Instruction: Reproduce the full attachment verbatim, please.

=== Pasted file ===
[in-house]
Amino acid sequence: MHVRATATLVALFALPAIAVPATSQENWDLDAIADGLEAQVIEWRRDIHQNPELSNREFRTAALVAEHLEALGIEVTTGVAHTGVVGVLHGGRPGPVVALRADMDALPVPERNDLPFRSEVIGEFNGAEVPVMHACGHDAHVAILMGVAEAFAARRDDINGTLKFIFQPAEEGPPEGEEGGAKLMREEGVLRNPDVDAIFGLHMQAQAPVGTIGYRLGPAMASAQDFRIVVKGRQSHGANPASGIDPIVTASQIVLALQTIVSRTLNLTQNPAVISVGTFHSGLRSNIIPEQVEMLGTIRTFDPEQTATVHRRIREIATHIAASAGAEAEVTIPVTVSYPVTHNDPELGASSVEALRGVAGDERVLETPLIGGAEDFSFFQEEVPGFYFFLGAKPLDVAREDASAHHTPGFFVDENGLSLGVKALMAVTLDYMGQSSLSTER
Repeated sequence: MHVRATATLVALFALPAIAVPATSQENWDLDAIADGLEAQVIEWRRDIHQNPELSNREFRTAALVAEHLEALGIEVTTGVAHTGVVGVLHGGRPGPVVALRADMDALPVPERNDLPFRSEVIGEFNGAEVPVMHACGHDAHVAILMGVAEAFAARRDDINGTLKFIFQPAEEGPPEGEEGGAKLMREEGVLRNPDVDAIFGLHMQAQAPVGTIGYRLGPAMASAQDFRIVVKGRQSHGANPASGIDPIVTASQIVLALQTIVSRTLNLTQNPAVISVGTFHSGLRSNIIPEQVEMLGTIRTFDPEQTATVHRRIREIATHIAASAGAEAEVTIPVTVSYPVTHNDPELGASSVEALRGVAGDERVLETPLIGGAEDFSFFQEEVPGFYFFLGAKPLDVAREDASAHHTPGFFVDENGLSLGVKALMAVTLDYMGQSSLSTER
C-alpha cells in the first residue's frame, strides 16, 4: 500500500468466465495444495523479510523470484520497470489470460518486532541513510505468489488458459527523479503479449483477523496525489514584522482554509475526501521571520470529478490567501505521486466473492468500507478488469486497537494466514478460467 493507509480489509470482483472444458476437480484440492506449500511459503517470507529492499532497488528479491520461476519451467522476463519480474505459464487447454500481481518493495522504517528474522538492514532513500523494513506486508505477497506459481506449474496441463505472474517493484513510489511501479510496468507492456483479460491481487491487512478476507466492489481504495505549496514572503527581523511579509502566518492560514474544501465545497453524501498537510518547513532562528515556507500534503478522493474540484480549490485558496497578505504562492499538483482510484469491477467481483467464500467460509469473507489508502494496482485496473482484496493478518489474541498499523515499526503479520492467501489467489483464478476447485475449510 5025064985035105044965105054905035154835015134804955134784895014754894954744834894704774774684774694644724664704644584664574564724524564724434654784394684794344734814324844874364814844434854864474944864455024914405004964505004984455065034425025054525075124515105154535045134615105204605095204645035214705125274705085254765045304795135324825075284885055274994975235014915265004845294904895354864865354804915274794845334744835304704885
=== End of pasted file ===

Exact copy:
[in-house]
Amino acid sequence: MHVRATATLVALFALPAIAVPATSQENWDLDAIADGLEAQVIEWRRDIHQNPELSNREFRTAALVAEHLEALGIEVTTGVAHTGVVGVLHGGRPGPVVALRADMDALPVPERNDLPFRSEVIGEFNGAEVPVMHACGHDAHVAILMGVAEAFAARRDDINGTLKFIFQPAEEGPPEGEEGGAKLMREEGVLRNPDVDAIFGLHMQAQAPVGTIGYRLGPAMASAQDFRIVVKGRQSHGANPASGIDPIVTASQIVLALQTIVSRTLNLTQNPAVISVGTFHSGLRSNIIPEQVEMLGTIRTFDPEQTATVHRRIREIATHIAASAGAEAEVTIPVTVSYPVTHNDPELGASSVEALRGVAGDERVLETPLIGGAEDFSFFQEEVPGFYFFLGAKPLDVAREDASAHHTPGFFVDENGLSLGVKALMAVTLDYMGQSSLSTER
Repeated sequence: MHVRATATLVALFALPAIAVPATSQENWDLDAIADGLEAQVIEWRRDIHQNPELSNREFRTAALVAEHLEALGIEVTTGVAHTGVVGVLHGGRPGPVVALRADMDALPVPERNDLPFRSEVIGEFNGAEVPVMHACGHDAHVAILMGVAEAFAARRDDINGTLKFIFQPAEEGPPEGEEGGAKLMREEGVLRNPDVDAIFGLHMQAQAPVGTIGYRLGPAMASAQDFRIVVKGRQSHGANPASGIDPIVTASQIVLALQTIVSRTLNLTQNPAVISVGTFHSGLRSNIIPEQVEMLGTIRTFDPEQTATVHRRIREIATHIAASAGAEAEVTIPVTVSYPVTHNDPELGASSVEALRGVAGDERVLETPLIGGAEDFSFFQEEVPGFYFFLGAKPLDVAREDASAHHTPGFFVDENGLSLGVKALMAVTLDYMGQSSLSTER
C-alpha cells in the first residue's frame, strides 16, 4: 500500500468466465495444495523479510523470484520497470489470460518486532541513510505468489488458459527523479503479449483477523496525489514584522482554509475526501521571520470529478490567501505521486466473492468500507478488469486497537494466514478460467 493507509480489509470482483472444458476437480484440492506449500511459503517470507529492499532497488528479491520461476519451467522476463519480474505459464487447454500481481518493495522504517528474522538492514532513500523494513506486508505477497506459481506449474496441463505472474517493484513510489511501479510496468507492456483479460491481487491487512478476507466492489481504495505549496514572503527581523511579509502566518492560514474544501465545497453524501498537510518547513532562528515556507500534503478522493474540484480549490485558496497578505504562492499538483482510484469491477467481483467464500467460509469473507489508502494496482485496473482484496493478518489474541498499523515499526503479520492467501489467489483464478476447485475449510 5025064985035105044965105054905035154835015134804955134784895014754894954744834894704774774684774694644724664704644584664574564724524564724434654784394684794344734814324844874364814844434854864474944864455024914405004964505004984455065034425025054525075124515105154535045134615105204605095204645035214705125274705085254765045304795135324825075284885055274994975235014915265004845294904895354864865354804915274794845334744835304704885